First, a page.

In addition to landings, we often took zodiac cruises along the coastline to get up an up close look at the ice bergs, bird rookeries and glaciers. Occasionally, we spotted massive seals sprawled across the glowing ice structures, rarely moving from their frozen barcaloungers. And then there were the whales. Sometimes we were lucky to see them while in the zodiacs; other times, we watched them from the ship as they spouted nearby or fed on krill. When a large pod of humpbacks went by, it was akin to whales on parade, a magical Disney-like moment that felt unreal.

Depending on the cruise itinerary, Quark offers other optional activities that passengers can choose to participate in such as a one-night campout on land, kayaking, cross-country skiing and even stand-up paddleboarding. There’s also the opportunity to do a polar plunge, which 50 brave folks and I did, jumping into the icy cold 28-degree water from off of the ship’s lowest deck. The shock to your system when your body makes contact with the freezing water is indescribable. The good thing is that you are quickly pulled out, given a shot of vodka and wrapped in a towel before the whole experience actually registers. Those who successfully accomplished this feat are given certificates attesting to their insanity and affording eternal bragging rights.

Back on the ship, there’s no time to be bored. Quark values the educational component and the expedition team is passionate about sharing its wealth of knowledge about everything Antarctica. They are enthusiastic, fun and caring individuals that have a deep, abiding respect for this wondrous continent. In addition to the daily lectures, there are films, books about past explorations, maps, charts, photos and many resources for passengers to access. And, of course, there’s time to just try and soak it all in and treasure this dramatic place – the only spot on earth that is still as it should be, untamed and untouched.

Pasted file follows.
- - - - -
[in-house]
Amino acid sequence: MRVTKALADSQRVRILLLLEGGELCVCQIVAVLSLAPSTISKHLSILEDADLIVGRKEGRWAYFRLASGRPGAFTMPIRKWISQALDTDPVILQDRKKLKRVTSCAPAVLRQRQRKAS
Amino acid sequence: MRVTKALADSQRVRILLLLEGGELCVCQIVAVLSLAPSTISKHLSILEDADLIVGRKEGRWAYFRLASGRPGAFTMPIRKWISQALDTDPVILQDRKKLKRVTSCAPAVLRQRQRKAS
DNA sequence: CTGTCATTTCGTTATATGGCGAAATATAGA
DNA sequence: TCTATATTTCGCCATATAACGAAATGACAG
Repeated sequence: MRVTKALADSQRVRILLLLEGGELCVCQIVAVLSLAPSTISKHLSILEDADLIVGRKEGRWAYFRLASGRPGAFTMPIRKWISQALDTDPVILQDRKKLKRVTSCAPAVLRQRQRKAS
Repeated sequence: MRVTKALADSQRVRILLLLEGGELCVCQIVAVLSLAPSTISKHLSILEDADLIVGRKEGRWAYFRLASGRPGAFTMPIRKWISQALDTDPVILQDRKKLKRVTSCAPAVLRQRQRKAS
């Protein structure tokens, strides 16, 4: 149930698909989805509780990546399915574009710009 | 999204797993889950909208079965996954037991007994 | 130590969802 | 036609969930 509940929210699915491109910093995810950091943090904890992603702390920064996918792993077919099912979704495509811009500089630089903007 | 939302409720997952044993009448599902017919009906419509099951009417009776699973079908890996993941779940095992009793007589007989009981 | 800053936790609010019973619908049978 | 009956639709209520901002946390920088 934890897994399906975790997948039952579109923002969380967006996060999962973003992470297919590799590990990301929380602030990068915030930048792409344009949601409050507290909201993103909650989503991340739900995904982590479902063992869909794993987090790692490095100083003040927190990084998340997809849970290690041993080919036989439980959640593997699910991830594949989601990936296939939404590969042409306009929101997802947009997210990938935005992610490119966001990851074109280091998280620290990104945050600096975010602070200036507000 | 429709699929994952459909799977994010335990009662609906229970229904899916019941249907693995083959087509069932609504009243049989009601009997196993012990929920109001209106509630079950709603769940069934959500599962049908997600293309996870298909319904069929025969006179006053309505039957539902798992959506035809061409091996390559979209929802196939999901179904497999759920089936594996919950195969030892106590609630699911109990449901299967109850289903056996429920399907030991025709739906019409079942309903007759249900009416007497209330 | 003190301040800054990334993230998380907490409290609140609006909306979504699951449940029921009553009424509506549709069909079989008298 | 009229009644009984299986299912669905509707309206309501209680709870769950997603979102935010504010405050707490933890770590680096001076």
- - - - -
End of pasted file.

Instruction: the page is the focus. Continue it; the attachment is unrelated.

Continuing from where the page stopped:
source link About the Author

Deborah Stone is a features and travel writer, whose column has covered everything from Washington’s San Juan Islands to exotic Egypt. She enjoys writing about soft adventure experiences, cultural forays, wildlife encounters, romantic getaways and spa retreats. A long-time resident of the Seattle area, she is a member of the North American Travel Journalists Association and the International Food, Wine and Travel Writers Association.



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 Full name: Argentine Republic

go  Population: 42.19 million (CIA, 2012)

enter site  Capital: Buenos Aires

follow url  Largest city: Buenos Aires

 Area: 2.78 million (1.073 million sq. mi.)

follow site  Major languages: Spanish, Italian, English,  German, French

 Major religions: (nominally) Roman Catholic

 Monetary unit: Argentine Peso

 GDP per capita: US $17,400

 Internet domain: .ar

 International dialling code: +54

 Source: CIA World Factbook